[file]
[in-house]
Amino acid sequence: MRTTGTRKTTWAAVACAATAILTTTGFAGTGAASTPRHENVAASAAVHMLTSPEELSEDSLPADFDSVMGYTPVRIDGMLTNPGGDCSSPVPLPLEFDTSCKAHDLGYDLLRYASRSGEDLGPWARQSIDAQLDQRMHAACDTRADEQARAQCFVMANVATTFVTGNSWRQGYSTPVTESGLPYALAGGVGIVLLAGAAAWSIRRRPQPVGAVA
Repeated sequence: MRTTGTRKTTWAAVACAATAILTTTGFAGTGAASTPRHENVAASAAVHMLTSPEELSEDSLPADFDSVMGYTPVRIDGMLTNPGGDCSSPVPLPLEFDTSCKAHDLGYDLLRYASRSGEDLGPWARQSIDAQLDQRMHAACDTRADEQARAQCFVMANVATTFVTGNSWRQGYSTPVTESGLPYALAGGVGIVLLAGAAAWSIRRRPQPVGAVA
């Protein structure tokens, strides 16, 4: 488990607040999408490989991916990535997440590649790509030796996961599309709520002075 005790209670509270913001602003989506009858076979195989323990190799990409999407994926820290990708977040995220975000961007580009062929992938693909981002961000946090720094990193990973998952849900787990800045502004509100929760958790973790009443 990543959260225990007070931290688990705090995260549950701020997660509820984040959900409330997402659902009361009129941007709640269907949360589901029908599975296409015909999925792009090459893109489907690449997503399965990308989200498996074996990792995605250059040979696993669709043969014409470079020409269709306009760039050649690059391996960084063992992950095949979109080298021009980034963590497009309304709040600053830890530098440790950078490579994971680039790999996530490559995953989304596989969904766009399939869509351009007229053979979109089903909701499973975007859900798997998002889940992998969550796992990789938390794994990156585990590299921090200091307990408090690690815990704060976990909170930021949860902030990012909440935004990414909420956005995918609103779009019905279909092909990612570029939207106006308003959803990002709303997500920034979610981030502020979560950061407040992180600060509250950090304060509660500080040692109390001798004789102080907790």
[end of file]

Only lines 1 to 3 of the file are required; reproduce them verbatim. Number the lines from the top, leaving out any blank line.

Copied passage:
[in-house]
Amino acid sequence: MRTTGTRKTTWAAVACAATAILTTTGFAGTGAASTPRHENVAASAAVHMLTSPEELSEDSLPADFDSVMGYTPVRIDGMLTNPGGDCSSPVPLPLEFDTSCKAHDLGYDLLRYASRSGEDLGPWARQSIDAQLDQRMHAACDTRADEQARAQCFVMANVATTFVTGNSWRQGYSTPVTESGLPYALAGGVGIVLLAGAAAWSIRRRPQPVGAVA
Repeated sequence: MRTTGTRKTTWAAVACAATAILTTTGFAGTGAASTPRHENVAASAAVHMLTSPEELSEDSLPADFDSVMGYTPVRIDGMLTNPGGDCSSPVPLPLEFDTSCKAHDLGYDLLRYASRSGEDLGPWARQSIDAQLDQRMHAACDTRADEQARAQCFVMANVATTFVTGNSWRQGYSTPVTESGLPYALAGGVGIVLLAGAAAWSIRRRPQPVGAVA